The hypervisor is responsible for managing virtual machines. When writing this I have experience with two free solutions: VMware Workstation Player and VirtualBox.

VMware Workstation Player:
Quote:
The free version is available for non-commercial, personal and home use. We also encourage students and non-profit organizations to benefit from this offering. Commercial organizations require commercial licenses to use Workstation Player.

While the VirtualBox is Open Source (GNU General Public License version 2).

In this tutorial VirtualBox is chosen.

Installing VirtualBox

Open https://www.virtualbox.org/wiki/Downloads and select option Platform packages » Windows hosts (while installing on Windows).








Installing Guest Operating System

The Windows 10 ISO file can be downloaded from https://developer.microsoft.com/en-us/microsoft-edge/tools/vms/. There is about 6.7 GB to download.


Import downloaded virtual machine file into VirtualBox.





Create a pre-boot snapshot of virtual machine.




Customize the virtual machine hardware.




The 40 GB hard disk is too small for installing many tools. Let's expand the virtual machine disk size to around 70 GB.





...and snapshot! :-)


Start virtual machine.



The FLARE VM is available for free on GitHub.


To execute installation script there is PowerShell needed (as Admin).


Type the following command to change directory where you downloaded FLARE VM.
cd "C:\Users\IEUser\Downloads\flare-vm-master\flare-vm-master"

Bypass PowerShell execution policy with command:
Set-ExecutionPolicy -ExecutionPolicy Bypass

Execute installation script with command:
.\install.ps1

Provide the password for IEUser: Passw0rd!

It should look like this.


While tools are downloading and installation is in progress you can go for a walk. This will take some time to complete.


Well done.


Uninstall guest additions for better environment security.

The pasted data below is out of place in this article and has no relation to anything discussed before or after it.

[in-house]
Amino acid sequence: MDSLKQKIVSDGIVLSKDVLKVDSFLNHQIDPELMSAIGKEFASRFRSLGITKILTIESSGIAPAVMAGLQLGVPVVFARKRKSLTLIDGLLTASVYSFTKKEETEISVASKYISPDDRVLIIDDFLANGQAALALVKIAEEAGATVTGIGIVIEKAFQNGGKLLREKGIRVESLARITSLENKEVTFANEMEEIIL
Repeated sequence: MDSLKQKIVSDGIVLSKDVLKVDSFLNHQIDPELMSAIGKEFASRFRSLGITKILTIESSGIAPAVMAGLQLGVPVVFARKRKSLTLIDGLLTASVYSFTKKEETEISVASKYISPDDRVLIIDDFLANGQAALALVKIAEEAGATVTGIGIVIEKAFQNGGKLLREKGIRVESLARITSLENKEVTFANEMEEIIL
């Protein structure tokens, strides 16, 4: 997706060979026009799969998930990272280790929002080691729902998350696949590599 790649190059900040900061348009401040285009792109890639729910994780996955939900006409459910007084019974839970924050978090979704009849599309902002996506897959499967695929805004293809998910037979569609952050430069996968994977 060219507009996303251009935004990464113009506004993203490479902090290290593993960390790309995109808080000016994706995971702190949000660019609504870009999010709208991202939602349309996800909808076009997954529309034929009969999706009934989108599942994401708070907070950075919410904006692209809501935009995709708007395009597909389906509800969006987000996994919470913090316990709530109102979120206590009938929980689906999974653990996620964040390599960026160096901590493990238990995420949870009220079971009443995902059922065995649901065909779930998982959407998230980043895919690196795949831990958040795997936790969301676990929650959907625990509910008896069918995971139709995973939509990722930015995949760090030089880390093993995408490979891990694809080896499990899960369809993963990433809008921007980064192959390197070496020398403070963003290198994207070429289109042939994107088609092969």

Tools are ready!



Do not forget to take snapshot!



Sources of Malware Samples for Analysis

Samples can be collected by creating a honeypot or honeynet.

When learning malware analysis these places are a good start:
https://bazaar.abuse.ch/browse/
https://any.run/ (registration required)

Online Malware Analysis Services

To get general overview of malware sample one can use automated tools like the following.

ANY.RUN - Interactive Online Malware Sandbox
https://any.run/

Joe Sandbox Cloud Basic - Automated Malware Analysis
https://www.joesandbox.com/#windows

VirusTotal
https://www.virustotal.com/

Be Careful and Go On!

Have a good work hygiene when analyzing malware samples.
  • Be responsible when enabling internet connection during analysis (it's your IP address!).
  • Save and transfer samples in secure way for example in password protected ZIP archive.
  • You do not know if sample has logic bomb or zero-day exploit.

Bibliography

https://www.vmware.com/products/workstation-player/workstation-player-evaluation.html [access: 2022-03-11]
https://www.virtualbox.org/ [access: 2022-03-11]
https://developer.microsoft.com/en-us/microsoft-edge/tools/vms/ [access: 2022-03-11]